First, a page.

= 229.39, p
< 0.001; Cramer’s V = 0.46, p
< 0.001) with videos 1, 3 and 5 receiving significantly more correct answers, videos 2 and 4 receiving significantly more incorrect answers; video 6 was almost equal, receiving just one more correct answer than incorrect. Figure 3
b shows the total incorrect answers, according to whether they failed on account of Criterion 1, 2 or both. Again, the proportions depended on the video in question, with Criterion 1 prevalent in videos 2 and 5 and Criterion 2 prevalent in videos 1 and 3.
Pearson Chi-square tests also examined the associations between obtaining a correct answer and the participants’ age, preferred equestrian activity, experience and self-perceived ability to recognise equine distress. Fisher’s exact test was included to account for small sample sizes in some pairings. Videos 3 and 5 showed a significant association between increasing age and correct response, albeit with a relatively small effect size (
and 10.11, respectively, p
< 0.05; Cramer’s V = 0.27 and 0.24 respectively, p
< 0.05). Videos 1, 2 and 6 showed a significant association and medium effect size between preferred activity and correct response (
, respectively, p
< 0.05; Cramer’s V = 0.36, 0.39, 0.33, respectively, p
< 0.05). These results are illustrated in Figure 4
. Ignoring activities with fewer than five participants, video 1 was over-represented by “happy hackers”, dressage riders and endurance riders, video 2 by clicker trainers and “others” and video 6 by clicker trainers, endurance riders and “others”. Videos 3 and 6 showed a significant association between experience and correct response (
, respectively, p
< 0.05; Cramer’s V = 0.30, 0.26, respectively, p
< 0.05), but somewhat erratically, with experienced and new owners obtaining more correct responses in video 3 and professionals scoring higher in video 6. There was no association between correct response and self-reported ability to recognise fear, stress and anxiety for any of the videos.
Binary logistic regression analysis was used to explore the possible association between preferred equestrian activity, participant experience and successful recognition of negative affective states. A model with three predictor variables—Video, Activity and Experience—was used to predict the likelihood of correct answers (N
= 1,110). The model was successful in predicting 72.1% of the outcomes (p
< 0.01) compared with the null, intercept-only model. Table 2
lists the categories that had a significant effect on the model. The video categories made a significant contribution to the model, with an increasing likelihood (exp (B) > 1) of correct answers for videos 1, 3 and 5 and a decreasing likelihood (exp (B) < 1) for videos 2 and 4. Past experience and non-ownership made decreasing contributions to the model. Being experienced or a professional did not make a significant contribution to the likelihood of obtaining correct answers. Finally, the only significant (almost, p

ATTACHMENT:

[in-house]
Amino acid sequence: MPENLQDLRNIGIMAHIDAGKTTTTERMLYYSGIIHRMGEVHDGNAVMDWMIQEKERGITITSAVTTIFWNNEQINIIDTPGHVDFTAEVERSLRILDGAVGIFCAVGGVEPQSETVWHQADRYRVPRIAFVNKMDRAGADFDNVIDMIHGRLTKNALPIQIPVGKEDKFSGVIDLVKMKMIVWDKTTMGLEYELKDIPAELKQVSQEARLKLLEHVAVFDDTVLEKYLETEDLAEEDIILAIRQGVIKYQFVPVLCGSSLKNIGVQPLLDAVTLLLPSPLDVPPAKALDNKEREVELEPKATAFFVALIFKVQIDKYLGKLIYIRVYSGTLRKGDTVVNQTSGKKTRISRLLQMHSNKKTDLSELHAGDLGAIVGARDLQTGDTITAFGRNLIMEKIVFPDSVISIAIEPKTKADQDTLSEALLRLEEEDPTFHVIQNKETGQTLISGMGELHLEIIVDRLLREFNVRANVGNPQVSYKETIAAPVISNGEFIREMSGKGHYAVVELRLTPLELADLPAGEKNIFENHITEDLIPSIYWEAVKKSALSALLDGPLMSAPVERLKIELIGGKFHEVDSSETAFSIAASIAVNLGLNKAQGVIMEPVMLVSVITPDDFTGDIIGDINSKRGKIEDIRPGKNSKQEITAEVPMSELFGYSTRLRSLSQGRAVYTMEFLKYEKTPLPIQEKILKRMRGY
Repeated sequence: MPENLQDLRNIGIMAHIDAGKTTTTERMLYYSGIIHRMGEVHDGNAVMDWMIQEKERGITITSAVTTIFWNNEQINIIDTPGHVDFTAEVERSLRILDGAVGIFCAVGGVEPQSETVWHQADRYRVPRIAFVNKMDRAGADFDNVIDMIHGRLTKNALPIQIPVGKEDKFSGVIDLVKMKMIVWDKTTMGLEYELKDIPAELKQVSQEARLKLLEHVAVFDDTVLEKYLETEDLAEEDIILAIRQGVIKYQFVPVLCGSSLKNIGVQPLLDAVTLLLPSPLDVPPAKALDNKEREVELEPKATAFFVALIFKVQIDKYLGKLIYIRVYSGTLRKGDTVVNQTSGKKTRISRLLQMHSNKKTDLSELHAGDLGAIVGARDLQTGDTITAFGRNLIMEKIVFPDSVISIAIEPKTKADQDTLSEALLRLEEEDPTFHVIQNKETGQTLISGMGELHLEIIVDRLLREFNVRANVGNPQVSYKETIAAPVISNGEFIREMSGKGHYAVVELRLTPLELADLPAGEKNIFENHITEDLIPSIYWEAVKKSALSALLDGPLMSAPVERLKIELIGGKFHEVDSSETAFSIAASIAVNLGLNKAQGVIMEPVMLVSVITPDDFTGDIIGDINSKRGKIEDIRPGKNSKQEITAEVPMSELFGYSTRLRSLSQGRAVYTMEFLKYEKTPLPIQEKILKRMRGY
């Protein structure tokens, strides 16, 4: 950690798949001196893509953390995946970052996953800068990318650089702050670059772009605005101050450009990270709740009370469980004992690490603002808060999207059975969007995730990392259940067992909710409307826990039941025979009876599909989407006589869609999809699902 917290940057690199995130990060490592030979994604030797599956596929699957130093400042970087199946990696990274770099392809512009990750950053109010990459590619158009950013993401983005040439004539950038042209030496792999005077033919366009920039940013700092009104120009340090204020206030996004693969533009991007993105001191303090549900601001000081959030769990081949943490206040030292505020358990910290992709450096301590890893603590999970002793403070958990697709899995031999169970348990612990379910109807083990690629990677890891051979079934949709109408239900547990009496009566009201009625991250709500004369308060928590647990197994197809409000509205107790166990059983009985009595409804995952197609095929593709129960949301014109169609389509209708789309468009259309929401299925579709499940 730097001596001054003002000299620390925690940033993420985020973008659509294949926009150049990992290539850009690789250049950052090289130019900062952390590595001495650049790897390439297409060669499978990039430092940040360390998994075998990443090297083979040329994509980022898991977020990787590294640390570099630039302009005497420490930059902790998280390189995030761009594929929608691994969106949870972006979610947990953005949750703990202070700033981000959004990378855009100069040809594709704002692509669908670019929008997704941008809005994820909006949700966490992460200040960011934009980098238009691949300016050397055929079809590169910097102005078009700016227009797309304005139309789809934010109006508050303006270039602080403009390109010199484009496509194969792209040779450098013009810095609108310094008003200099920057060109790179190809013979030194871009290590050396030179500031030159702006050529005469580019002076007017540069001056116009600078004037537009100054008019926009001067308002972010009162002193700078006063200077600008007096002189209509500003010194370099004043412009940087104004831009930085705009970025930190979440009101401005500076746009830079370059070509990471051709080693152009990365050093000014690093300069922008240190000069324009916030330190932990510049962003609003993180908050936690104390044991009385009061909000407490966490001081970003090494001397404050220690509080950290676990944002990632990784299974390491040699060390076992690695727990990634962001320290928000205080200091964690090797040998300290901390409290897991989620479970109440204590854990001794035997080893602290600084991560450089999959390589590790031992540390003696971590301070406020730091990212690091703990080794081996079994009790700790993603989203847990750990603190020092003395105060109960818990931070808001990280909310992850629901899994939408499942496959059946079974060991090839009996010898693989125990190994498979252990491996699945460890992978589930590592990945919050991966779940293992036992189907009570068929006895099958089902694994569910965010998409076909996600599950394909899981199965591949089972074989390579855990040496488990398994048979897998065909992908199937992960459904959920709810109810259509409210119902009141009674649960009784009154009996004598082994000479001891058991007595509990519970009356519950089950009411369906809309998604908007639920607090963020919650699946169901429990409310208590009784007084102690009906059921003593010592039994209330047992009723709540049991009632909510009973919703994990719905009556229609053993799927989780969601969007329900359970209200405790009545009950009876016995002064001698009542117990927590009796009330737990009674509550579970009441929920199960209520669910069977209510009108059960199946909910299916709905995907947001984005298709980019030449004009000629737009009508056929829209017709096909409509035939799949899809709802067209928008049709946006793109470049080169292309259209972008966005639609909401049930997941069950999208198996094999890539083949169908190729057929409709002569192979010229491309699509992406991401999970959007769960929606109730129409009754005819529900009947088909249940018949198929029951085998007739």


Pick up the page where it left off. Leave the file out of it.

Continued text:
= 0.05) contribution from the activity categories was clicker training, albeit with a very large upper confidence limit.
Finally, the participants were asked whether they would be happy for their own horse to be handled in a similar manner as observed in each video. Of particular interest was whether those who believed that less desirable affective states (angry, anxious, conflicted, fearful, frustrated, stressed, stubborn, submissive and switched-off) were present, and that the more pleasurable states (enjoying it, excited, playful and relaxed) were absent, would consider it an acceptable state for the horse to be in during training. The answers are represented in Figure 5
; total numbers of participants featured were n
= 171, 78, 160, 127, 144, 103 for each video, respectively. Black indicates those participants who, despite recognising negative affective states, would still permit their horses to be treated as in the video. Dark grey indicates a middle category for those who would “partially” permit the handling and light grey indicates those who would not. Of the sample of 185, just 6 participants were in the light grey category—i.e. considered the horse to be experiencing negative affective states and that it was unacceptable—for all 6 videos and 30 for videos 1–5. Of the 30, 11 were clicker trainers, compared with 6 claiming no particular activity, 4 dressage, 4 “happy hackers”, 2 eventers, 2 Western riders and 1 natural horsemanship trainer. Of the 30 who considered that the horses in videos 1–5 were experiencing negative affect and that it was unacceptable, 21 classified themselves as current or former experienced owners and 10 were professionals. Note that the complete sample included 40 professionals, 30 of whom, therefore, failed to recognise negative affective states or condoned the handling.